Review – Not for hardcore fans but Pokemon: Let’s Go, Pikachu/Eevee! gets a few things right

One wonders why it’s taken Nintendo so damn long to finally release a Pokemon game on a home console. I’m not talking about the Stadiums or XDs or Mystery Dungeons, I’m talking a true-blue Pokemon game in the vein of X/Y or Gold/Silver. Now that the Switch is here, we’ve finally been deemed worthy of one — Pokemon: Let’s Go, Pikachu/Eevee! — a second remake of the original trilogy.

To be fair, Pokemon: Let’s Go, Eevee! (or it’s Pikachu! sibling) isn’t a faithful remake of the Gameboy classics. It adds some major improvements to the formula, introduces new characters, and generally spruces things up for the modern age. It’s what the original Pokemon games would’ve been had they been released in 2018 instead of the late ‘90s.

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Let’s Go, Pikachu/Eevee keeps the simple story. You’re out roaming for Pokemon, catching them all with the ultimate goal of gathering all gym badges to take on the Elite Four. Standing in your way are Team Rocket, with Jesse, James and Meowth taking center stage. The game banks heavily on nostalgia for those who were there since the beginning and, I hate to say it but, it works.

One of the earliest departures from the original Red/Blue is that you don’t get to choose your starting Pokemon. Depending on which version you have, either Pikachu or Eevee will accompany you from the get-go. These are unique in that they can learn new exclusive moves, cannot evolve, and always appear on-screen to follow you around. You can also dress them up in a variety of clothes and accessories found throughout the word, stopping every now and then to play with your Poke-pal.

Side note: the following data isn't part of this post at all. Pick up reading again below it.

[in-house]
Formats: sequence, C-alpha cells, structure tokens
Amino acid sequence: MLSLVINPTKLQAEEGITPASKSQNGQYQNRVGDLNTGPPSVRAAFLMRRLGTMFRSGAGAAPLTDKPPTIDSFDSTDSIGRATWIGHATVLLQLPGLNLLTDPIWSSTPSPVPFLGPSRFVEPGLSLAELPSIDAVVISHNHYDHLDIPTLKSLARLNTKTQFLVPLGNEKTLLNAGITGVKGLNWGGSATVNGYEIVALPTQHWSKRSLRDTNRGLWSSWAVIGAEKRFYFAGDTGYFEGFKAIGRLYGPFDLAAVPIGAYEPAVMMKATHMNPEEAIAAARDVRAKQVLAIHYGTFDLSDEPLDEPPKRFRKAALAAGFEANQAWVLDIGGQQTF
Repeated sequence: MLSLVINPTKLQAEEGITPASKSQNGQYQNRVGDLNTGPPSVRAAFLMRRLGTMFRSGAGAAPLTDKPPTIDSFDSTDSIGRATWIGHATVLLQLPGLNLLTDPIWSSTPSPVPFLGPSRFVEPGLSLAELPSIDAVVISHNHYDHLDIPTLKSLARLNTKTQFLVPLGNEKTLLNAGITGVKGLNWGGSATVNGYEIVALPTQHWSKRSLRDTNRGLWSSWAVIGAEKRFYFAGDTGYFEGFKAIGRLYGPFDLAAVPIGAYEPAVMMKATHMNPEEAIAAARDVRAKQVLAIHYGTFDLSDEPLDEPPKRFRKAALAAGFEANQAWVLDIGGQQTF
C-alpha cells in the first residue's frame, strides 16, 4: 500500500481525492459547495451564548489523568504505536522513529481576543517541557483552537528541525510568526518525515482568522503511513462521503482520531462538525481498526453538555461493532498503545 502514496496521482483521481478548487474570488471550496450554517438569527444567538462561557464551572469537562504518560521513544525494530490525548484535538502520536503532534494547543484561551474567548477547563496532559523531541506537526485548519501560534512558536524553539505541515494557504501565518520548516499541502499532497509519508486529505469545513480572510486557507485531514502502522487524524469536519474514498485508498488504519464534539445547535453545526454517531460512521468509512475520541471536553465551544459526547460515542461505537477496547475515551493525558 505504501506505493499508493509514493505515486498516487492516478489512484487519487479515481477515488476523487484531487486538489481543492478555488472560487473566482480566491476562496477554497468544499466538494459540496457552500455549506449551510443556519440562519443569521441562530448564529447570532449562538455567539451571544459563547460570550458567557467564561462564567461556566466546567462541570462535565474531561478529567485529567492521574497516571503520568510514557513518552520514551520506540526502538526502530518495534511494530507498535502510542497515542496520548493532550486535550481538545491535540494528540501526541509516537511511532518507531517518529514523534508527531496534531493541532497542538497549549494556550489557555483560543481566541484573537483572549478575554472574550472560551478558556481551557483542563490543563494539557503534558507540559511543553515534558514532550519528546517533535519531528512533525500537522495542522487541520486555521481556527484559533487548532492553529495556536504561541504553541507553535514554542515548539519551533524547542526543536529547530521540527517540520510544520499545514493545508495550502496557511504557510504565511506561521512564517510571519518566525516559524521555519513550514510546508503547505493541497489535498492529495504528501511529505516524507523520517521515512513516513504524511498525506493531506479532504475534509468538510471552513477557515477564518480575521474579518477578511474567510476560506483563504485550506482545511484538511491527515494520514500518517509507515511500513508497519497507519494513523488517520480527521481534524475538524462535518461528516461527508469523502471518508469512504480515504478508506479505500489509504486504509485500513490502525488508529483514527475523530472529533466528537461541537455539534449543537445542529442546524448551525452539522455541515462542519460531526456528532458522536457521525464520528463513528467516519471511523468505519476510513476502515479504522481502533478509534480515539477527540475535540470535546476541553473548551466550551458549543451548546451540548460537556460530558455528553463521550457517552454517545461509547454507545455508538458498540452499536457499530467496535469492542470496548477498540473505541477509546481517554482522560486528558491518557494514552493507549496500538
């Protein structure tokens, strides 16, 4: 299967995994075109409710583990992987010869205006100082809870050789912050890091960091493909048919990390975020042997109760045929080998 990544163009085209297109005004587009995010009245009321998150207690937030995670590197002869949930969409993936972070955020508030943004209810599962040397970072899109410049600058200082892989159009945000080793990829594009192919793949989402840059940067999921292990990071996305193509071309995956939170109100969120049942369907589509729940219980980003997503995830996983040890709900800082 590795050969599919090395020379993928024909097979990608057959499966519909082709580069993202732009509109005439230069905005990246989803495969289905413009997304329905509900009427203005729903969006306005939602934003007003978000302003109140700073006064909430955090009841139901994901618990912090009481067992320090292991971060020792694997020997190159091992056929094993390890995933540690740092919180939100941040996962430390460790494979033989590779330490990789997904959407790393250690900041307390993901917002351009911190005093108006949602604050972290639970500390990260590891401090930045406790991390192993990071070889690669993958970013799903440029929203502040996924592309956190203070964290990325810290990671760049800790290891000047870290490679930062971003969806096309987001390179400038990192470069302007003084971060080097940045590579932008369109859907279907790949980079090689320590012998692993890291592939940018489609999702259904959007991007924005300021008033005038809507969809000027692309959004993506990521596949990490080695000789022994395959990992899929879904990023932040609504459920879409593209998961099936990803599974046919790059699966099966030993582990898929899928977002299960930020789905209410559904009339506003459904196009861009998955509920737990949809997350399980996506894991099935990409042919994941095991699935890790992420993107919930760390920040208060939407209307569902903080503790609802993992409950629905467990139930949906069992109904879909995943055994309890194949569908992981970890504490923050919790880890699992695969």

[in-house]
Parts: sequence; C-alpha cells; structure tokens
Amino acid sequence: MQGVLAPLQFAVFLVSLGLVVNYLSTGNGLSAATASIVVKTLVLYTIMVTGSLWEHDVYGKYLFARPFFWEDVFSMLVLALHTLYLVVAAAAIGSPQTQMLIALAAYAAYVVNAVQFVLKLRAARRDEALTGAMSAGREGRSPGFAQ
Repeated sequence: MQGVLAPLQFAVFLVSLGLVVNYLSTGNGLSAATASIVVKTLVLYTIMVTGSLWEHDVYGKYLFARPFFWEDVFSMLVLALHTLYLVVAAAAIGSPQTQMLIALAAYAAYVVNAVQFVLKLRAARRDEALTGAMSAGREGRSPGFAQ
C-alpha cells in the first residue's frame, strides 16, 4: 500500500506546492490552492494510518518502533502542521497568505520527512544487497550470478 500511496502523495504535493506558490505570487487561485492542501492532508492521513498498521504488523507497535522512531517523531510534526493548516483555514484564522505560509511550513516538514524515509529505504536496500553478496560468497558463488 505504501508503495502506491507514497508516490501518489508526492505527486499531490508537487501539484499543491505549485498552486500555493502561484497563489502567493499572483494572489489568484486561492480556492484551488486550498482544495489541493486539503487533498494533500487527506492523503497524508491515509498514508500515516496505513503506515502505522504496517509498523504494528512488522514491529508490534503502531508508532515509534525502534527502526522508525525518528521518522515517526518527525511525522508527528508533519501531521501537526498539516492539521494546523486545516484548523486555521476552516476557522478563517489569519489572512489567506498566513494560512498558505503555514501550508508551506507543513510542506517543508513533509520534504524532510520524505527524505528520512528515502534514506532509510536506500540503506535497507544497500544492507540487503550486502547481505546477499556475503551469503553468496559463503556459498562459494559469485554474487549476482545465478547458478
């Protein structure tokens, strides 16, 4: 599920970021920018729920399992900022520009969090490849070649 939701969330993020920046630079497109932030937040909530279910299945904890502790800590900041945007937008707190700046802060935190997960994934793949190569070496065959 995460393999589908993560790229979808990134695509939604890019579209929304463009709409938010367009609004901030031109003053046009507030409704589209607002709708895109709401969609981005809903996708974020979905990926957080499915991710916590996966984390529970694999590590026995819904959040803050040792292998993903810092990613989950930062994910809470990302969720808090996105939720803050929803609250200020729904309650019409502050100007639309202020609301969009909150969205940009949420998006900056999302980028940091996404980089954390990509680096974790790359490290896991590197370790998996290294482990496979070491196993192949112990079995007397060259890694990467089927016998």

There are other similarly big changes, some for the better and others not so much. For example, catching Pokemon is now much easier since you can see them on-screen, cutting back on the random battles that the originals were infamous for. The capturing itself is also much more streamlined, taking a leaf from Pokemon Go where you time Pokeball throws.

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Obviously, this is a major departure as we normally had to weaken wild Pokemon through battle first. I love that it cuts down the time you spend in needless encounters, especially when you’re just travelling. On the other hand, the fight-and-weaken approach has been been a part of the main video games for over two decades — it just doesn’t feel like a true Pokemon game without it.

It’s clear that Let’s Go, Pikachu/Eevee is meant for the newer and casual fans. Take the controls, for example. A second player can grab the other Joy-Con for local co-op gameplay, turning fights into two-on-two situations. Even catching Pokemon becomes a cooperative affair. It’s a great use of the Switch hardware and a perfect way to get your significant other or kid involved.

However, the games does have forced motion controls; you can’t play Let’s Go, Pikachu/Eevee with the Classic controller as you need a gyro sensor. It’s a bit weird at first to play with just one Joy-Con but the game doesn’t require a lot of buttons. Frankly speaking, it’s quite liberating to have one hand free while you play — you can hold your drink, munch on snacks, or even read a book between loads.

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Thankfully, other changes aren’t as divisive. I love that you can swap out Pokemon without having to find an in-game PC, though the method is a bit convoluted (why no shortcut from the Party Menu?). In essence, you no longer have only six Pokemon on you but all of them, though you are still restricted to six in a party for battles.

Experience is also given to the whole party now. Those who were actually summoned do get more, but unused critters also get some of it. You also gain XP from capturing wild Pokemon, which is why the game dispenses Pokeballs and its variants like water. You get a couple from nearly every trainer battle, which means you should be catching every single wild Pokemon to level up. Like Pokemon Go, duplicates can be sent to Professor Oak for Candies to increase stats.